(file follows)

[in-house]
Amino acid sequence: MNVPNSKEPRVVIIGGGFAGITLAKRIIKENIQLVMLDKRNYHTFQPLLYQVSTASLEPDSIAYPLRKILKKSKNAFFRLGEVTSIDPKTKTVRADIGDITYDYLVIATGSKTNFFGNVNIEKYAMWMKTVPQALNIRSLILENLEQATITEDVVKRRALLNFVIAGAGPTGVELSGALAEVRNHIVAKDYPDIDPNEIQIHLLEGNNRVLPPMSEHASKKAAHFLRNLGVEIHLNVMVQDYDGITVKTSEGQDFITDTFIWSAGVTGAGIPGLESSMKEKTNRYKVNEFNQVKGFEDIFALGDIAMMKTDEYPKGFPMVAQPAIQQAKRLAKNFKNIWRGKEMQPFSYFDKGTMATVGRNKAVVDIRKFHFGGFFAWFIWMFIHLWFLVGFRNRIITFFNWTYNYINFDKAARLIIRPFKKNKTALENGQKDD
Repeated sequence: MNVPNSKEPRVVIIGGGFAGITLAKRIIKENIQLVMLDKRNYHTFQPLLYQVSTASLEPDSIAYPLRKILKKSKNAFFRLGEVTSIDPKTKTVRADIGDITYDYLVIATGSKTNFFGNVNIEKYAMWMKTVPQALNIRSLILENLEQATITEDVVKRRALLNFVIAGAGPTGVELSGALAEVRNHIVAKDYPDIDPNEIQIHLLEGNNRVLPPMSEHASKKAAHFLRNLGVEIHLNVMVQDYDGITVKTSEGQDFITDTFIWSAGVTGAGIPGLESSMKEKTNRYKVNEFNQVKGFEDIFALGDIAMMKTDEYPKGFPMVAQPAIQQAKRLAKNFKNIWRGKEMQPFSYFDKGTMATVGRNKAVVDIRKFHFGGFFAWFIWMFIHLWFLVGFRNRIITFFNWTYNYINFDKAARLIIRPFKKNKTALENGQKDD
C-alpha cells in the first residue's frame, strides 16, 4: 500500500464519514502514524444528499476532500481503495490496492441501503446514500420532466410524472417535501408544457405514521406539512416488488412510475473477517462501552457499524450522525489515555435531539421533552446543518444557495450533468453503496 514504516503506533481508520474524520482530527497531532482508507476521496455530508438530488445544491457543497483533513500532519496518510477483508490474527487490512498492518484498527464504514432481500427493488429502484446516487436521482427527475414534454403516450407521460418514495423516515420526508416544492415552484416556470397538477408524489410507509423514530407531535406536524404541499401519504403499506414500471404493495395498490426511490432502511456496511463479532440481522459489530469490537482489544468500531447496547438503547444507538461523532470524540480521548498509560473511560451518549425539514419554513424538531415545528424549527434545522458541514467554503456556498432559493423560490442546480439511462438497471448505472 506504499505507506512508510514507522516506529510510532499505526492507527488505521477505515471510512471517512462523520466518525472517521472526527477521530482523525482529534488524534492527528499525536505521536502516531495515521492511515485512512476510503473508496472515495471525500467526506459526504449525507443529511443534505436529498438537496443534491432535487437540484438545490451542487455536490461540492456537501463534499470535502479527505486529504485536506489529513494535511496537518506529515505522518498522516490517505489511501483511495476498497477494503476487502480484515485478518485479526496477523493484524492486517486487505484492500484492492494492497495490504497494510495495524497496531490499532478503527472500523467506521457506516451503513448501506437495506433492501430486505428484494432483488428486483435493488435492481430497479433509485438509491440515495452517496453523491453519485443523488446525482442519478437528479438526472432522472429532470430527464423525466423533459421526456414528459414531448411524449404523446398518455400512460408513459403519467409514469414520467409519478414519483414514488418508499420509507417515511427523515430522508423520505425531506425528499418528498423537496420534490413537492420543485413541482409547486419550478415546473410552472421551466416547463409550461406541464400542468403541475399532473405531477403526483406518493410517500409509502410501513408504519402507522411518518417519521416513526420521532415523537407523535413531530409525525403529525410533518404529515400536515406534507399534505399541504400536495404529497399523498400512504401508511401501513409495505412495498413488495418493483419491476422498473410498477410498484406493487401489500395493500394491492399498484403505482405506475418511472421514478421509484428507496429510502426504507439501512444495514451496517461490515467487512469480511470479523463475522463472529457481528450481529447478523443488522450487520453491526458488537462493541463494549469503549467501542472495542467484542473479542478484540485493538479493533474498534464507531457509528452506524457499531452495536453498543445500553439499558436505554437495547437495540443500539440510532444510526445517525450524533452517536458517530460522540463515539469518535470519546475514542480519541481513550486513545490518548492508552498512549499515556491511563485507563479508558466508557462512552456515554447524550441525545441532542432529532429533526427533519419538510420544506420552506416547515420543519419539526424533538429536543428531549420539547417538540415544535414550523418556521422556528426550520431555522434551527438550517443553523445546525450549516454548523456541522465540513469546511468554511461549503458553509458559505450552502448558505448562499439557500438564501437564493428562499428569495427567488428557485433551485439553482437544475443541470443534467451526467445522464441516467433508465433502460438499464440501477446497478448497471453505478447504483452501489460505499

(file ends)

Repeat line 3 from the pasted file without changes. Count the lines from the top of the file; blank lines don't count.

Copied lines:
Repeated sequence: MNVPNSKEPRVVIIGGGFAGITLAKRIIKENIQLVMLDKRNYHTFQPLLYQVSTASLEPDSIAYPLRKILKKSKNAFFRLGEVTSIDPKTKTVRADIGDITYDYLVIATGSKTNFFGNVNIEKYAMWMKTVPQALNIRSLILENLEQATITEDVVKRRALLNFVIAGAGPTGVELSGALAEVRNHIVAKDYPDIDPNEIQIHLLEGNNRVLPPMSEHASKKAAHFLRNLGVEIHLNVMVQDYDGITVKTSEGQDFITDTFIWSAGVTGAGIPGLESSMKEKTNRYKVNEFNQVKGFEDIFALGDIAMMKTDEYPKGFPMVAQPAIQQAKRLAKNFKNIWRGKEMQPFSYFDKGTMATVGRNKAVVDIRKFHFGGFFAWFIWMFIHLWFLVGFRNRIITFFNWTYNYINFDKAARLIIRPFKKNKTALENGQKDD